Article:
Sangervasi v. City Of San Jose et al

Filing 30

ORDER Granting 22 Defendant's Motion to Dismiss; Denying 9 Plaintiff's Motion for a Preliminary Injunction. Signed by Magistrate Judge Virginia K. DeMarchi. (vkdlc1, COURT STAFF) (Filed on 5/22/2023)Any non-CM/ECF Participants have been served by First Class Mail to the addresses of record listed on the Notice of Electronic Filing (NEF)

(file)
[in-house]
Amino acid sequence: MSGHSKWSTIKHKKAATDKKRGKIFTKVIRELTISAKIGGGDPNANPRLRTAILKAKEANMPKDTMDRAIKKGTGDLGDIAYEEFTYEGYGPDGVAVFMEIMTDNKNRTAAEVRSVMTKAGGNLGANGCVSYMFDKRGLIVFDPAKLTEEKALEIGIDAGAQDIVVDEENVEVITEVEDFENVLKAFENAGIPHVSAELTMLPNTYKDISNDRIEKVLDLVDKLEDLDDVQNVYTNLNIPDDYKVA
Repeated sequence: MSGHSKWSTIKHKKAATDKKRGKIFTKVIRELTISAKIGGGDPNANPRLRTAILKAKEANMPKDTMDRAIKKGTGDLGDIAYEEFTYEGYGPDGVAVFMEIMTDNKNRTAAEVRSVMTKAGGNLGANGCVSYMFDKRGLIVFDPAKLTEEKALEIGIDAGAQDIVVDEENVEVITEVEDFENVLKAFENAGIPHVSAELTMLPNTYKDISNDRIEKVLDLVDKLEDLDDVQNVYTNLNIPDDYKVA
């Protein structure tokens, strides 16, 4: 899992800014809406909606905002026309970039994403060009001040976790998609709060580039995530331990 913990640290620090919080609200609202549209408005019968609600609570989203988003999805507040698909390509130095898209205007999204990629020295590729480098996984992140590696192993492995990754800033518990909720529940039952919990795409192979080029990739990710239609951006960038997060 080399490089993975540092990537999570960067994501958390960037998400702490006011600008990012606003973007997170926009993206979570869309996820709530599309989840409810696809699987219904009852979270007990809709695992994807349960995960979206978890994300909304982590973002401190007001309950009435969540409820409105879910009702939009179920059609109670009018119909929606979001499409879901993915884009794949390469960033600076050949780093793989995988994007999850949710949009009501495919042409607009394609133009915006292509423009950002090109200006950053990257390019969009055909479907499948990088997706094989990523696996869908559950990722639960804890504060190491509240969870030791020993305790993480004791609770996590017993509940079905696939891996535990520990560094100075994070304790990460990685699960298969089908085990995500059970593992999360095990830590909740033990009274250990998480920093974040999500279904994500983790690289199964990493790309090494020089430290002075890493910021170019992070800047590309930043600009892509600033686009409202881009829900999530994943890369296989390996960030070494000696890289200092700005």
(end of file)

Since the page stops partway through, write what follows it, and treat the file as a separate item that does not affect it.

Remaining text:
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1 2 3 4 UNITED STATES DISTRICT COURT 5 NORTHERN DISTRICT OF CALIFORNIA 6 SAN JOSE DIVISION 7 WILLIAM GERARD SANGERVASI, 8 Plaintiff, 9 v. 10 CITY OF SAN JOSE, et al., 11 United States District Court Northern District of California Case No. 22-cv-07761-VKD Defendants. 12 ORDER GRANTING DEFENDANT'S MOTION TO DISMISS; DENYING PLAINTIFF'S MOTION FOR PRELIMINARY INJUNCTION Re: Dkt. Nos. 9, 22 13 On December 8, 2022, plaintiff William Gerard Sangervasi II filed a complaint in this 14 15 action against defendants the City of San Jose, Edgardo Garcia, and Anthony Mata (collectively 16 “City”). On February 14, 2023, Mr. Sangervasi filed a motion for preliminary injunction. Dkt. 17 No. 9. On March 20, 2023, the City filed a motion to dismiss Mr. Sangervasi’s complaint. Dkt. 18 No. 22. The Court heard both motions on April 24, 2023.1 Having considered the parties’ 19 submissions and arguments made at the hearing, the Court grants the City’s motion to dismiss and 20 denies Mr. Sangervasi’s motion for a preliminary injunction. 21 I. Unless otherwise indicated, the following background facts are drawn from the factual 22 23 allegations of the complaint, which for present purposes, are deemed true. Mr. Sangervasi was employed by the San Jose Police Department (“SJPD”) as a police 24 25 BACKGROUND officer beginning in 2013. Dkt. No. 1 ¶ 13. In approximately August 2017, defendant Edgardo 26 27 28 1 All parties have consented that this matter be fully heard and decided by a magistrate judge. Dkt. Nos. 4, 16; 28 U.S.C. § 636(c). 1 Garcia, then the Chief of Police, created a Lesbian, Gay, Bisexual, Transgender, and Queer 2 (“LGBTQ”) Advisory Board at the SJPD. Id. ¶ 16. According to the City: 3 4 5 6 7 8 9 10 United States District Court Northern District of California 11 12 13 The LGBTQ advisory board is comprised of LGBTQ members of the community and employees within SJPD, as well as representatives from other government agencies who have a mission of serving the LGBTQ community. On a regular basis, the board meets with the police chief and works on a variety of issues including police policies and responses. The board serves as an opportunity for LGBTQ community members and LGBTQ employees of the department to have open ongoing discussions with the police chief about LGBTQ issues. The board’s mission includes ensuring equality in policing practices, helping foster an inclusive workplace and as a working group for the departments LGBTQ related projects and initiatives. See id. ¶ 22; San Jose Police Department, LGTBQ Community Liaison, (last accessed: May 18, 2023). Concurrent with the creation of the advisory board, Chief Garcia created a LGBTQ Liaison Officer position within the SJPD. Id. ¶ 32. According to the City: 14 15 16 17 18 19 The San Jose Police Department’s LGBTQ Liaison Officer serves as a contact point for members of the LGBTQ community within the police department. The Liaison Officer’s duties include: Working closely with the LGBTQ community on a variety of communityrelated events and issues[;] Attending meetings and maintaining relationships with LGBTQ community organizations[;] Coordinating multi-governmental agency responses to the needs of the LGBTQ community[; and] Facilitating SJPD participation in LGBTQ related events throughout the region. 20 Dkt No. 1 ¶ 36; San Jose Police Department, LGTBQ Community Liaison, 21 22 (last accessed: May 18, 2023). 23 In August 2019, as part of the region’s celebration of Silicon Valley Pride Month, Chief 24 Garcia raised a rainbow-themed LGBTQ pride flag in place of the City of San Jose flag on the 25 flagpole outside SJPD headquarters. Id. ¶ 70. 26 On July 28, 2020, Chief Garcia issued official SJPD Memorandum #2020-33, introducing 27 a rainbow-themed LGBTQ pride shoulder patch for the SJPD uniform. Id. ¶ 93. On the same day, 28 Chief Garcia also issued official SJPD Memorandum #2020-36, authorizing SJPD uniformed 2 United States District Court Northern District of California 1 personnel to “permanently” wear either a Breast Cancer Awareness, Pride, or Military specialty 2 patch on their uniforms “in lieu of the traditional shoulder patch.” Id. ¶ 122; see also Dkt. No. 9-4 3 at 18. 4 On November 11, 2020, Mr. Sangervasi sent a memorandum to Chief Garcia titled, 5 “Desecration of The Uniform by Memorandum #2020-33.” Dkt. No. 1 ¶ 133; see also Dkt. No. 9- 6 1 ¶ 16; Dkt. No. 9-4. Mr. Sangervasi’s memorandum “detailed his intent to forever protect and 7 defend the sacrosanct neutral and impartial visual appearance of The American Uniform” by 8 submitting various “free speech patch and flag designs” that he wanted the SJPD to adopt. Dkt. 9 No. 1 ¶¶ 134, 143. Mr. Sangervasi proposed patch designs featuring phrases and images such as 10 “natural hetero-sexual pride,” what appears to be Christian rosary beads encircling the traditional 11 SJPD crest, and an image of the Christian archangel Saint Michael. See Dkt. No. 9-4 at 20-21. He 12 proposed flag designs featuring phrases and images including, for example, “father + mother = 13 girls + boys,” “white lives matter,” and the confederate battle flag. See id. at 19. Two days later, 14 on November 13, 2020, Mr. Sangervasi was placed on indefinite administrative leave. Dkt. No. 1 15 ¶ 156. On December 11, 2020, Mr. Sangervasi received a letter from Acting Chief Dave Knopf2 16 denying Mr. Sangervasi’s demand that the SJPD adopt Mr. Sangervasi’s patch and flag designs. 17 Id. ¶ 158. In March 2021, defendant Anthony Mata was confirmed as the new Chief of Police for the 18 19 SJPD. Id. ¶ 166. Chief Mata has raised the LGBTQ pride flag at SJPD headquarters and 20 personally worn the LGBTQ pride patch on his own uniform. Id. ¶ 168. On June 7, 2021, the SJPD sent Mr. Sangervasi notice of an internal affairs complaint 21 22 against him, initiated by the office of the Chief of Police. Id. ¶ 169. On August 19, 2021, 23 Mr. Sangervasi met with internal affairs as part of its investigation. Id. ¶ 174. On November 10, 24 2021, the SJPD served Mr. Sangervasi a Notice of Intended Discipline (“NOID”) officially stating 25 SJPD’s intent to terminate Mr. Sangervasi’s employment. Id. ¶ 182. On January 28, 2022, 26 Mr. Sangervasi responded to the NOID in writing. Id. ¶ 191. The SJPD served Mr. Sangervasi a 27 28 2 Chief Garcia retired from the SJPD in December 2020. Dkt. No. 1 ¶ 163. 3 United States District Court Northern District of California 1 Notice of Discipline on February 11, 2022, terminating him from his position effective February 2 12, 2022. Id. ¶ 196. Mr. Sangervasi appealed his termination to San Jose’s Civil Service 3 Commission. Id. ¶¶ 199-203. The Civil Service Commission issued its order upholding the 4 termination on May 12, 2022. Id. ¶ 206. On August 10, 2022, pursuant to California Code of 5 Civil Procedure § 1094.5, Mr. Sangervasi filed a petition for a writ of administrative mandate in 6 California state court requesting judicial review of the Civil Service Commission’s decision. Id. 7 ¶ 207. As of the date of this order, Mr. Sangervasi’s state court petition remains pending.3 8 In his complaint in this action, Mr. Sangervasi asserts three claims for relief under 42 9 U.S.C. § 1983. He alleges that the City violated the free speech and free exercise of religion 10 clauses of the First Amendment and the equal protection clause of the Fourteenth Amendment. Id. 11 ¶¶ 209-277. In addition, he asserts three claims for violations of similar provisions of the 12 California Constitution. Id. ¶¶ 278-295. Mr. Sangervasi seeks declaratory and injunctive relief, 13 nominal and punitive damages, and costs. Id. at 59-65. 14 II. LEGAL STANDARDS 15 A. 16 A motion to dismiss for failure to state a claim pursuant to Rule 12(b)(6) of the Federal Motion to Dismiss 17 Rules of Civil Procedure tests the legal sufficiency of the claims in the complaint. Navarro v. 18 Block, 250 F.3d 729, 732 (9th Cir. 2001). Dismissal is appropriate where there is no cognizable 19 legal theory or an absence of sufficient facts alleged to support a cognizable legal theory. Id. 20 (citing Balistreri v. Pacifica Police Dep’t, 901 F.2d 696, 699 (9th Cir. 1990)). In such a motion, 21 all material allegations in the complaint must be taken as true and construed in the light most 22 favorable to the claimant. Id. However, “[t]hreadbare recitals of the elements of a cause of action, supported by mere 23 24 conclusory statements, do not suffice.” Ashcroft v. Iqbal, 556 U.S. 662, 678 (2009). Moreover, 25 “the court is not required to accept legal conclusions cast in the form of factual allegations if those 26 27 28 3 See Case No. 22CV401855, Superior Court for the County of Santa Clara, California. Mr. Sangervasi clarified during the hearing on this matter that none of his claims in this federal court action challenge his termination. 4 1 conclusions cannot reasonably be drawn from the facts alleged.” Clegg v. Cult Awareness 2 Network, 18 F.3d 752, 754-55 (9th Cir. 1994). Although pro se pleadings are liberally construed 3 and held to a less stringent standard than those drafted by lawyers, see Haines v. Kerner, 404 U.S. 4 519, 520–21 (1972), a complaint (or portion thereof) should be dismissed for failure to state a 5 claim if it fails to set forth “enough facts to state a claim to relief that is plausible on its face.” Bell 6 Atl. Corp. v. Twombly, 550 U.S. 544, 554 (2007); see also Fed. R. Civ. P. 12(b)(6). United States District Court Northern District of California 7 Rule 8(a)(2) requires only “a short and plain statement of the claim showing that the 8 pleader is entitled to relief.” This means that the “[f]actual allegations must be enough to raise a 9 right to relief above the speculative level.” Bell Atlantic Corp. v. Twombly, 550 U.S. 544, 555 10 (2007) (citations omitted). However, only plausible claims for relief will survive a motion to 11 dismiss. Iqbal, 556 U.S. at 679. A claim is plausible if its factual content permits the court to 12 draw a reasonable inference that the defendant is liable for the alleged misconduct. Id. A plaintiff 13 does not have to provide detailed facts, but the pleading must include “more than an unadorned, 14 the-defendant-unlawfully-harmed-me accusation.” Id. at 678. 15 Documents appended to or incorporated into the complaint or which properly are the 16 subject of judicial notice may be considered along with the complaint when deciding a Rule 17 12(b)(6) motion. Khoja v. Orexigen Therapeutics, 899 F.3d 988, 998 (9th Cir. 2018); Coto 18 Settlement v. Eisenberg, 593 F.3d 1031, 1038 (9th Cir. 2010). 19 B. 20 Preliminary injunctive relief is an “extraordinary remedy” that is “never awarded as of Motion for Preliminary Injunction 21 right.” Winter v. Natural Res. Def. Council, Inc., 555 U.S. 7, 24 (2008). Rather, the moving party 22 bears the burden of demonstrating that “he is likely to succeed on the merits, that he is likely to 23 suffer irreparable harm in the absence of preliminary relief, that the balance of equities tips in his 24 favor, and that an injunction is in the public interest.” Id. at 20. In each case, courts “must 25 balance the competing claims of injury and must consider the effect on each party of the granting 26 or withholding of the requested relief.” Id. at 24 (quoting Amoco Prod. Co. v. Vill. of Gambell, 27 AK, 480 U.S. 531, 542 (1987)). Mandatory injunctions, which require affirmative action rather 28 than maintaining the status quo, are “particularly disfavored.” Garcia v. Google, Inc., 786 F.3d 5 United States District Court Northern District of California 1 733, 740 (9th Cir. 2015) (quoting Stanley v. Univ. of S. California, 13 F.3d 1313, 1320 (9th Cir. 2 1994)). To succeed, the plaintiff “must establish that the law and facts clearly favor” his or her 3 position, not simply that the plaintiff “is likely to succeed.” Id. (emphasis in original). 4 III. DISCUSSION The City’s Motion to Dismiss 5 A. 6 Mr. Sangervasi does not assert any claims predicated upon the SJPD’s termination of his 7 employment. Dkt. No. 28. Instead, Mr. Sangervasi’s federal claims are based solely on alleged 8 violations of his constitutional rights under the First and Fourteenth Amendments. The Court 9 considers each of those claims separately. Because the Court concludes that it must dismiss all of 10 Mr. Sangervasi’s federal claims, the Court also dismisses his state law claims. See Scott v. 11 Pasadena Unified Sch. Dist., 306 F.3d 646, 664 (9th Cir. 2002) (“[W]ith the dismissal of 12 [plaintiff’s] federal constitutional claim . . . we have no authority to retain jurisdiction over [his] 13 state law claims.”). 14 1. Claim 1: First Amendment Free Speech 15 Mr. Sangervasi asserts that defendants violated his First Amendment right to freedom of 16 speech. Dkt. No. 1 ¶¶ 209-30. At the hearing, Mr. Sangervasi explained that his claim has two 17 parts. First, he says that the SJPD’s refusal to approve his patch and flag designs as official SJPD 18 designs reflect impermissible viewpoint-based censorship. Dkt. No. 1 ¶¶ 133, 158; Dkt. No. 9-4 at 19 12; Dkt. No. 28. Second, he says that the SJPD’s refusal to permit him to wear or use these 20 designs on his own uniform or on a flag, even if not approved by the SJPD, also violates his free 21 speech rights. Id. ¶ 141; see Dkt. No. 25 at 7; Dkt. No. 28. The premise underlying both parts of 22 Mr. Sangervasi’s claim is that the SJPD uniform and the SJPD flagpole are public forums. He 23 contends that the SJPD invited individual speech in both places. Id. ¶ 123, 126. The City argues 24 that Mr. Sangervasi cannot state a claim for violation of the free speech clause of the First 25 Amendment because neither the uniform nor the flagpole is a public forum in which he, as a 26 member of the public, has a right to engage in individual speech. Dkt. No. 22 at 7. Rather, the 27 City contends that the SJPD uniform and the flagpole are forums for government speech only. It 28 contends that the authorized patch and flag designs reflect government speech, which is not 6 1 constrained by the First Amendment.4 Id. The City argues that Mr. Sangervasi’s complaint fails to state a cognizable legal theory United States District Court Northern District of California 2 3 under the First Amendment because the SJPD uniform and flagpole are not forums for public 4 speech. Dkt. No. 22 at 7. “The Free Speech Clause restricts government regulation of private 5 speech; it does not regulate government speech.” Pleasant Grove City v. Summum, 555 U.S. 460, 6 467 (2009). “The First Amendment’s Free Speech Clause does not prevent the government from 7 declining to express a view.” Shurtleff v. City of Boston, Massachusetts, ––– U.S. –––, 142 S. Ct. 8 1583, 1589 (2022) (citing Pleasant Grove City, 555 U.S. at 467-69). “When the government 9 wishes to state an opinion, to speak for the community, to formulate policies, or to implement 10 programs, it naturally chooses what to say and what not to say.” Id. (citing Walker v. Texas Div., 11 Sons of Confederate Veterans, Inc., 576 U.S. 200, 207-08 (2015). “The Constitution therefore 12 relies first and foremost on the ballot box, not on rules against viewpoint discrimination, to check 13 the government when it speaks.” Id. (citing Board of Regents of Univ. of Wis. System v. 14 Southworth, 529 U.S. 217, 235 (2000)). The government may enlist private persons to convey its 15 governmental message, by deputizing private persons as its agents. “In that kind of situation, 16 private persons assume a public or quasi-public capacity that empowers them to speak on behalf of 17 the government. So long as this responsibility is voluntarily assumed, speech by a private party 18 within the scope of his power to speak for the government constitutes government speech.” 19 Shurtleff, 142 S. Ct. at 1600 (Alito, J. concurring) (emphasis added). The SJPD Police Chief has authorized police officers to wear one of three specialty patches 20 21 to demonstrate support for cancer awareness, the military, and the LGBTQ community. Dkt. 22 No. 1 at ¶¶ 145-146. The parties seem to agree that these special voluntary patches reflect the 23 government’s policy viewpoint. See Dkt. No. 1 ¶¶ 122-23; Dkt. No. 22 at 7. The SJPD Police 24 Chief authorized the specialty patches via official departmental memoranda. Dkt. No. 9-4 at 18. 25 26 27 28 The City also argues that Mr. Sangervasi’s claims must be dismissed because Mr. Sangervasi is a public employee and because his speech includes true threats. Because Mr. Sangervasi frames his claim based on his rights as an individual member of the public, and because the Court concludes that his claim is foreclosed by the government speech doctrine, the Court does not reach the City’s “public employee” or “true threat” arguments. 7 4 1 Memorandum #2020-36 states that “[i]n an effort to allow officers to show support for specifically 2 authorized causes, three specialty patches are now authorized to be permanently worn by 3 uniformed personnel,” including the Pride patch. Id. (emphasis added). Likewise, Memorandum 4 #2020-33, introducing the Pride patch, states: “The SJPD Pride Rainbow Patch is a public 5 awareness campaign to demonstrate the support and inclusiveness of the SJPD with [the] LGBTQ 6 community and all LGBTQ police personnel.” Id. at 16. The memoranda make clear that wearing 7 any of the specialty patches, including the Pride patch, is voluntary. Mr. Sangervasi does not 8 allege otherwise. Id. at 18 (“All San Jose Police uniformed personnel wishing to participate, may 9 wear any of the three authorized specialty SJPD patches on their duty uniforms in lieu of the United States District Court Northern District of California 10 traditional shoulder patch.”). 11 Mr. Sangervasi says that because the Pride patch is “intended to stimulate conversation 12 with the community,” and to “allow department members to show individual support for issues 13 important to them,” see Dkt. No. 9-4 at 16, the SJPD has turned the police uniform into a public 14 forum. See Dkt. No. 25 at 7-9. Mr. Sangervasi is mistaken. While government conduct may 15 create a forum for speech, the complaint alleges no facts plausibly supporting the contention that 16 the SJPD has done so here. 17 As the Supreme Court explained in Shurtleff, determining the boundary between 18 government speech and private expression requires “a holistic inquiry designed to determine 19 whether the government intends to speak for itself or to regulate private expression.” 142 S. Ct. at 20 1589. This inquiry includes consideration of “the history of the expression at issue; the public’s 21 likely perception as to who (the government or a private person) is speaking; and the extent to 22 which the government has actively shaped or controlled the expression.” Id. at 1589-1590. Here, 23 Mr. Sangervasi does not suggest that, as an historical matter, a police officer’s uniform and a 24 police department flagpole are traditional public forums for private expression. He also does not 25 suggest that the public is likely to perceive either as affording the public an opportunity for private 26 expression. To the contrary, Mr. Sangervasi emphasizes that a police officer’s uniform is an 27 official uniform, and the flagpole outside the SJPD headquarters is also a place for official 28 symbols of the City. Dkt. No. 1 at 2-4; Dkt. No. 25 at 8. Mr. Sangervasi’s principal argument is 8 United States District Court Northern District of California 1 that the SJPD’s own conduct in authorizing the patch and flag designs created public forums for 2 individual speech. However, it is clear from the allegations in the complaint that the SJPD 3 completely controlled the uniform patch designs and the flag designs in question. This indicates 4 that the government actively controlled and shaped the speech permitted on both the police 5 uniform and the flagpole. 6 These circumstances contrast sharply with the facts in Shurtleff, where the Supreme Court 7 held that the city of Boston engaged in impermissible viewpoint discrimination when it refused to 8 allow a private group to display a religion-themed flag in front of Boston City Hall. 142 S. Ct. at 9 1593. For many years, Boston allowed various organizations to hold flag-raising ceremonies on 10 the plaza near City Hall. Id. at 1588. “Boston told the public that it sought ‘to accommodate all 11 applicants’ who wished to hold events at Boston’s ‘public forums,’ including on City Hall Plaza.” 12 Id. at 1592. “The city’s practice was to approve flag raisings, without exception.” Id. And “the 13 city had nothing—no written policies or clear internal guidance—about what flags groups could 14 fly and what those flags would communicate.” Id. Calling it “the most salient feature” of the 15 case, the Supreme Court concluded that Boston exercised no control whatsoever over the 16 messages conveyed by the flag-raisings. Id. 17 As described in the complaint, the SJPD uniform and flagpole are not public forums, and 18 the adoption of official department designs is clearly government speech. This speech is not 19 subject to the constraints of the First Amendment. For these reasons, Mr. Sangervasi has not 20 stated any cognizable legal theory for violation of his First Amendment free speech rights. 21 22 2. Claim 2: First Amendment Free Exercise of Religion Mr. Sangervasi also alleges that the SJPD’s conduct constitutes a violation of his rights 23 under the free exercise clause of the First Amendment. Dkt. No. 1 ¶¶ 231-248. Mr. Sangervasi 24 elaborated on this claim during the hearing. Dkt. No. 28. Specifically, he explained that the 25 SJPD’s rejection of his patch designs (many of which include religious symbols) prevented him 26 from signaling to the general public his religious affiliation, which undermines his ability to 27 evangelize, as his religious beliefs require. Id. This claim fails for the same reasons Mr. 28 Sangervasi’s free speech claim fails. 9 United States District Court Northern District of California 1 The free speech and free exercise clauses of the First Amendment “work in tandem.” Waln 2 v. Dysart Sch. Dist., 54 F.4th 1152, 1159 (9th Cir. 2022). “Where the Free Exercise Clause 3 protects religious exercises . . . the Free Speech Clause provides overlapping protection for 4 expressive religious activities.” Id. (quoting Kennedy v. Bremerton Sch. Dist., ––– U.S. –––, 142 5 S. Ct. 2407, 2421 (2022)). “Thus, the First Amendment doubly protects religious speech.” Id. 6 (internal quotation marks omitted). Under the guarantee of the free exercise clause, a plaintiff 7 must “show[] that a government entity has burdened his sincere religious practice pursuant to a 8 policy that is not ‘neutral’ or ‘generally applicable.’” Kennedy, 142 S. Ct. at 2422 (citation 9 omitted). Where free expression is protected, the government may not discriminate in the 10 regulation of expression based on its content or viewpoint. Sloman v. Tadlock, 21 F.3d 1462, 11 1469-70 (9th Cir. 1994). “But when the government speaks for itself, the First Amendment does 12 not demand airtime for all views.” Shurtleff, 142 S. Ct. at 1587. 13 Mr. Sangervasi does not allege any burden on his sincere religious practice pursuant to a 14 policy that is not neutral or generally applicable. Rather, he complains that, if the SJPD authorizes 15 specialty uniform patches to be worn on a voluntary basis, it must allow him to wear religion- 16 themed patches of his own design. See Dkt. No. 1 ¶¶ 238-39, 243, 245. These allegations fail to 17 state a claim for relief because the City has not created a public forum in which Mr. Sangervasi 18 has a right to express any views, let alone those views that may be grounded in religious practice 19 or belief. In the absence of such a forum and as discussed above, the SJPD’s patch designs 20 amount to government speech and do not burden Mr. Sangervasi’s religious practice. 21 22 3. Claim 3: Fourteenth Amendment Equal Protection Mr. Sangervasi asserts a claim for violation of the equal protection clause of the Fourteenth 23 Amendment based on allegations that the City “segregated, excluded, and discriminated against 24 [him] admittedly and explicitly because of [his] classes and characteristics of race, color, religious 25 creed, sex and ‘sexual orientation’, at a minimum.” Dkt. No. 1 ¶ 253. Many of Mr. Sangervasi’s 26 allegations in support of this claim merely repeat those made in support of his First Amendment 27 claim. See, e.g., Dkt. No. 1 ¶¶ 254-57. However, the focus of Mr. Sangervasi’s Fourteenth 28 Amendment claim appears to be the SJPD’s creation of an LGBTQ Advisory Board and LGBTQ 10 United States District Court Northern District of California 1 Liaison Officer position. In particular, he alleges the “existence of a[n] . . . ‘LGBTQ Advisory 2 Board’ at an American police department . . . has inflicted a visibly perceptible predisposition of 3 class-based sexual bias, preference, favoritism, prejudice, and segregationist intent, against [him].” 4 Id. ¶ 260 (emphasis added). As he explained at the hearing, Mr. Sangervasi contends that these 5 actions are discriminatory because they confer a benefit on a distinct group of individuals. Dkt. 6 No. 28. While Mr. Sangervasi alleges that the LGBTQ Liaison Officer position was “off-limits” 7 to him because of his sexual orientation, Dkt. No. 1 ¶ 262, he clarified that he has never applied 8 for nor sought appointment to either the LGTBQ Liaison Officer position or the LGBTQ Advisory 9 Board. Dkt. No. 28. The City argues that Mr. Sangervasi fails to state a claim for violation of the 10 equal protection clause because he has not and cannot allege that defendants caused him any harm. 11 Dkt. No. 22 at 9. 12 “The Equal Protection Clause of the Fourteenth Amendment commands that no State shall 13 ‘deny to any person within its jurisdiction the equal protection of the laws,’ which is essentially a 14 direction that all persons similarly situated should be treated alike.” City of Cleburne v. Cleburne 15 Living Ctr., 473 U.S. 432, 439 (1985) (quoting Plyler v. Doe, 457 U.S. 202, 216 (1982)). A 16 plaintiff alleging denial of equal protection under 42 U.S.C. § 1983 must plead intentional 17 unlawful discrimination or allege facts that are at least susceptible of an inference of 18 discriminatory intent. See Monteiro v. Tempe Union High School Dist., 158 F.3d 1022, 1026 (9th 19 Cir. 1998). In addition, a plaintiff must have suffered an “injury in fact”—i.e., the invasion of a 20 legally protected interest which is both “concrete and particularized” and “actual or imminent,” 21 not “conjectural” or “hypothetical.” Lujan v. Defs. of Wildlife, 504 U.S. 555, 560 (1992). And 22 “there must be a causal connection between the injury and the conduct complained of.” Id. at 560. 23 Mr. Sangervasi does not allege any facts that could plausibly support an inference that the 24 SJPD intentionally treated him differently from others who are similarly situated. He alleges only 25 that the LGBTQ advisory board and liaison officer position create a “perceptible predisposition of 26 . . . bias.” Dkt. 1 ¶ 260. The City has chosen to address the public safety needs of the LGBTQ 27 community by engaging in outreach to and collaboration with members of that community. Mr. 28 Sangervasi dislikes the policy choice the City has made, but this does not mean he has been 11 1 injured by that policy choice. Rather, Mr. Sangervasi’s only alleged injury is “the psychological 2 consequence presumably produced by observation of conduct with which [he] disagrees.” Valley 3 Forge Christian Coll. v. Americans United for Separation of Church & State, Inc., 454 U.S. 464, 4 485–86 (1982) (abrogated in part on other grounds by Bowen v. Kendrick, 487 U.S. 589 1988). 5 “That is not an injury sufficient to confer standing under Art. III, even though the disagreement is 6 phrased in constitutional terms.” Valley Forge, 454 U.S. at 485–86. As the City argues, a 7 government can, without violating the Constitution, selectively support a program to encourage 8 certain activities it believes to be in the public interest, without at the same time supporting an 9 alternative program. Shurtleff, 142 S. Ct. at 1587. United States District Court Northern District of California 10 Because Mr. Sangervasi alleges no injury that he has suffered as a consequence of the 11 creation of the advisory board and liaison officer position, nor any discriminatory treatment 12 whatsoever, he fails to state a claim for violation of the equal protection clause of the Fourteenth 13 Amendment. 14 B. 15 While leave to amend is generally granted liberally, the Court has discretion to dismiss a Whether Leave to Amend Should Be Granted 16 claim without leave to amend if amendment would be futile. Manzarek v. St. Paul Fire & Marine 17 Ins. Co., 519 F.3d 1025, 1031 (9th Cir. 2008); Rivera v. BAC Home Loans Servicing, L.P., 756 F. 18 Supp. 2d 1193, 1197 (N.D. Cal. 2010) (citing Dumas v. Kipp, 90 F.3d 386, 393 (9th Cir. 1996)). 19 “[A] district court should not dismiss a pro se complaint without leave to amend unless it is 20 absolutely clear that the deficiencies of the complaint could not be cured by amendment.” Akhtar 21 v. Mesa, 698 F.3d 1202, 1212 (9th Cir. 2012) (quotations omitted). 22 Because Mr. Sangervasi’s First Amendment claim is predicated on conduct that is 23 government speech in forums that are not public forums, the Court concludes that Mr. Sangervasi 24 could not amend his complaint to allege any facts sufficient to state a claim for violation of the 25 First Amendment, and thus, amendment would be futile. 26 Likewise, as discussed above, Mr. Sangervasi’s equal protection claim is based on his 27 objection to the SJPD’s creation of an LGBTQ advisory board and liaison officer position. He has 28 suffered no injury as a consequence of the SJPD’s outreach to the LGBTQ community, and 12 1 therefore cannot state a claim for violation of the equal protection clause of the Fourteenth 2 Amendment. Thus, the Court also finds that amendment of Mr. Sangervasi’s Fourteenth 3 Amendment claim would be futile. C. 5 As noted above, in order to obtain a preliminary injunction, Mr. Sangervasi must establish 6 not merely that he is likely to succeed on the merits of his claim, but that the law and facts clearly 7 favor his position. Having concluded that Mr. Sangervasi fails to state any claim for violation of 8 the First Amendment or the Fourteenth Amendment and that leave to amend would be futile, the 9 Court must also conclude he has failed to meet this standard. Mr. Sangervasi’s motion for a preliminary injunction is denied. 10 11 United States District Court Northern District of California Mr. Sangervasi’s Motion for a Preliminary Injunction 4 12 13 14 15 IV. CONCLUSION The Court grants the City’s motion to dismiss the complaint, without leave to amend. Mr. Sangervasi’s motion for a preliminary injunction is denied. IT IS SO ORDERED. Dated: May 22, 2023 16 17 VIRGINIA K. DEMARCHI United States Magistrate Judge 18 19 20 21 22 23 24 25 26 27 28 13